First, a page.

Yes, she did.
Why do you call it soulless ?
is San Andreas fault any good ?? and also if that magnitude of earthquake hits for real,,,,,was the Movie very accurate portrayer of what would Really happen ?????
Sicario. This is a great film - even if the basic story has been done many times before. It has some truly amazing cinematography sequences. For a Hollywood film it's one of the best films so far this year imo.
Saw Kurosawa's Seven Samurai again. Art in its purest form.
Hoping to catch Ridley Scott's 'The Martian' and M Night Shyamalan's 'The Visit' and desperately hoping they both make a come back.
As well as Villenuve's 'Sicario'.
Army of Shadows / L'armée des ombres (1969) - Melville. Based on Joseph Kessler's book based on his experiences in the French Resistance. Starring Lino Ventura and Simone Signoret.
Signoret was the first French person to win an Academy award for her role in Room at the Top (1959).
Kikujiro no Natsu (1999) - Nice Japanese movie about a boy searching for his mother. Saw it in 2013, saw it again last night.
Went to see The Martian by Ridley Scott. Great sci-fi movie and one of Damon's best ever performances.
Saw Beetlejuice. Keaton was great there, the best role I remember him in.
Truck Turner (1974) - Isaac Hayes was a badass in this...
Love is a Many-Splendored Thing (1955) - Jennifer Jones, William Holden. Romantic movie set in Hongkong.
American Pop (1981)
Must remember to check that out online (doubt it will come to the cinema in my town)
This too, saw it a couple of weeks ago.
Really good film.
I caught a bit of X-Men: First Class this morning too on TV.
so its far far better than Interstellar then?!?
I think it might be a different style. The Martian sounds more like Apollo 13, whereas Interstellar sounds more like Contact (but I have watched neither The Martian nor Interstellar).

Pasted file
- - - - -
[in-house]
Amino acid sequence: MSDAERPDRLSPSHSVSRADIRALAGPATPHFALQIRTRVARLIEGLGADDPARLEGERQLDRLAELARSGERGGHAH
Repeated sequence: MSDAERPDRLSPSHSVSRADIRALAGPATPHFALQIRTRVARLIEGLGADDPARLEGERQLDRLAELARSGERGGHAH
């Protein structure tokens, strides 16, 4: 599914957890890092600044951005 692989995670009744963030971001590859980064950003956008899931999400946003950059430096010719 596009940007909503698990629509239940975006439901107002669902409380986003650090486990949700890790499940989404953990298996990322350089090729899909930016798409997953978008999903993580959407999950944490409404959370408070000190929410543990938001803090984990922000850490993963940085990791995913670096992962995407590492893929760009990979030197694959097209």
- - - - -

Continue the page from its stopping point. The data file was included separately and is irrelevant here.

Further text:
It is more realistic than Interstellar which was like a Fantasy movie. You spend much more time on Mars than on space traveling. It's probably the best Matt Damon performance I've ever seen.
Better than Saving Private Ryan?
It's not the most challenging role he's done but try entertaining the audience on your own as an astronaut left behind on Mars. It wasn't dull for one moment and most of that had to do with Matt's great performance.
Sicario was great though I still think Mad Max Fury Road is the best film in 2015, have yet to see anything top that but Sicario is definitely top 5.
I don't think so. They have different purposes as sci-fi. The Martian is more realistic, while Interstellar shows the wonders and dangers of distant space travel.
Besides, where did I imply it was far, far better?
I love NY, with Sunny Deol and Kangana Ranaut. Supposedly set in NYC and Chicago, but they screwed up the filming of a scene supposedly in Chicago airport. It was actually in Bangkok airport and was given away by some signs in Thai language.
Is that an India matinee idol? Actually sounds like an orange juice we have around here. LOL
by saying it was good. sorry, but i thought Interstellar was very subpar...
Or Dole Pineapple?
Yes, in a certain community, men in entertainment shorten their names or adopt nicknames like Sunny, Happy, Lucky etc. Sometimes the names naturally "map" into these, sometimes not. In this case, not. His real name is Ajay.
That's the one! Sunny Delight! LOL
Did he pick that name to resemble the orange juice brand?
It was a nice movie with good music. I think Kikujiro should have adopted the kid though
Separate names with a comma.